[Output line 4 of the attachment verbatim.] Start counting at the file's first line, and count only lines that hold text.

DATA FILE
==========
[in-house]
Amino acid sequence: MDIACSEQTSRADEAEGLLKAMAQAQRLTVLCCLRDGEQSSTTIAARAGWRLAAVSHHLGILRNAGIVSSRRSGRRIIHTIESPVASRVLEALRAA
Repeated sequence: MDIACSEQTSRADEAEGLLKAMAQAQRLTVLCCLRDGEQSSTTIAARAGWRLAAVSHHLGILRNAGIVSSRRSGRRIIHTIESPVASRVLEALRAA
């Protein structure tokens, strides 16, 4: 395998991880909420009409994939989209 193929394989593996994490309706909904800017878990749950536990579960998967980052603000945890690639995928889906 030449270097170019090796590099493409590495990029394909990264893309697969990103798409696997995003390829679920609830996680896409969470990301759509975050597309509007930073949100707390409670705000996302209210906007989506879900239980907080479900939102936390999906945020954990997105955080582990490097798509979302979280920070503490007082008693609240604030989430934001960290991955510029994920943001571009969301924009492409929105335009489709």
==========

């Protein structure tokens, strides 16, 4: 395998991880909420009409994939989209 193929394989593996994490309706909904800017878990749950536990579960998967980052603000945890690639995928889906 030449270097170019090796590099493409590495990029394909990264893309697969990103798409696997995003390829679920609830996680896409969470990301759509975050597309509007930073949100707390409670705000996302209210906007989506879900239980907080479900939102936390999906945020954990997105955080582990490097798509979302979280920070503490007082008693609240604030989430934001960290991955510029994920943001571009969301924009492409929105335009489709």